The House of Representatives on Tuesday overwhelmingly approved a long-awaited bill to improve inland waterway infrastructure and advance efficiency of shipping agricultural goods within the U.S.
Voting 412-4 on the Water Resources Reform and Development Act, the House's agreement gives way to an impending vote by the Senate. A conference report was released by committee members of both chambers on May 15.
Farm groups supported the House approval, highlighting the bill's importance to agricultural commerce. According to the National Corn Growers Association, more than 60% of the nation's grain exports are transported by barge.
"The locks and dams we depend upon to transport our cargoes today were built in the 1920s and 1930s," NCGA President Martin Barbre said in a released statement. "It is imperative that we improve this crucial infrastructure. The need is urgent; U.S. farmers and businesses rely upon this transportation channel. Infrastructure improvements fuel our domestic economy and improve our ability to compete in markets abroad."
Supported also by the National Grain and Feed Association, the group adds that the bill will change the funding mix for completing the Olmstead lock-and-dam project on the Ohio River, freeing up $56 million per year in industry-paid user fees to support restoration projects on the Upper Mississippi and Illinois River System, NGFA says.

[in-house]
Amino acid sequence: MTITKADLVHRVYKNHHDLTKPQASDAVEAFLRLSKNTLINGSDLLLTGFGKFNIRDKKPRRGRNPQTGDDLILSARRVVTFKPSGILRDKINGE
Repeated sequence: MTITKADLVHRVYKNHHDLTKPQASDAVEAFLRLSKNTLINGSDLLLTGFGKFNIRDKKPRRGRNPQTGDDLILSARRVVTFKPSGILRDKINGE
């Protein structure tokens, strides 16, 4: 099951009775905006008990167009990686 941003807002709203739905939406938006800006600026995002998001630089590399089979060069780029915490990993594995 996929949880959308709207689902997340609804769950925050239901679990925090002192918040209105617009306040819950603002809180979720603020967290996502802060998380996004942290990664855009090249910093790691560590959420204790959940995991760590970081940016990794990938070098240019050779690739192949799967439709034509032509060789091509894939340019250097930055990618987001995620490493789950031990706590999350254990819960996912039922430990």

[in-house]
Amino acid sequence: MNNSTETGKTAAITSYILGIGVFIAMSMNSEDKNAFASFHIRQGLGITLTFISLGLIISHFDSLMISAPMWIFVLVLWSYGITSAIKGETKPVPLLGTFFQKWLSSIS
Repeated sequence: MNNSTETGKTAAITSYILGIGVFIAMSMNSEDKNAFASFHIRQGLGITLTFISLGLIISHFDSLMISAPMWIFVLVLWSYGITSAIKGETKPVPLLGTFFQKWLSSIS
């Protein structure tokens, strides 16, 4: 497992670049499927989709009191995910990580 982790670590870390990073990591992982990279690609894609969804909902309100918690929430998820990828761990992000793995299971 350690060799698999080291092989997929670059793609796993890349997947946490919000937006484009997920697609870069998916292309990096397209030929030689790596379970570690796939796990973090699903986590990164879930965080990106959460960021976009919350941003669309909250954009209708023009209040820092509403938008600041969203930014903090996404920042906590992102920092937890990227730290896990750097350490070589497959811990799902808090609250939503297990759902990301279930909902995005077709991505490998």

Under the new bill, NGFA explained the federal government would assume 85% of the cost of completing the Olmstead project, with funds from the Inland Waterways Trust Fund – comprised of barge diesel fuel user fees – used to finance the remaining 15%.
The WRRDA was also pushed as a jobs bill, as it authorizes U.S. Army Corps of Engineers waterway projects and flood protection needs.
"Critically, this bill expands the Buy America requirements placed on future Army Corp projects, ensuring that more of our Nation’s infrastructure is made in America by Americans," House Transportation Committee Ranking Member Nick Rahall, D-W.V., commented. "This provision in particular further defines this legislation as being about jobs—jobs to construct flood control projects, jobs to expand our harbors, jobs to make improvements to our waterways…"
Finally, the bill also includes language that addresses EPA’s Spill Prevention, Control, and Countermeasure regulations, exempting farmers who have on-farm oil storage facilities of 6,000 gallons or fewer from the regulation.
The bill is the first water resources measure to pass since 2007.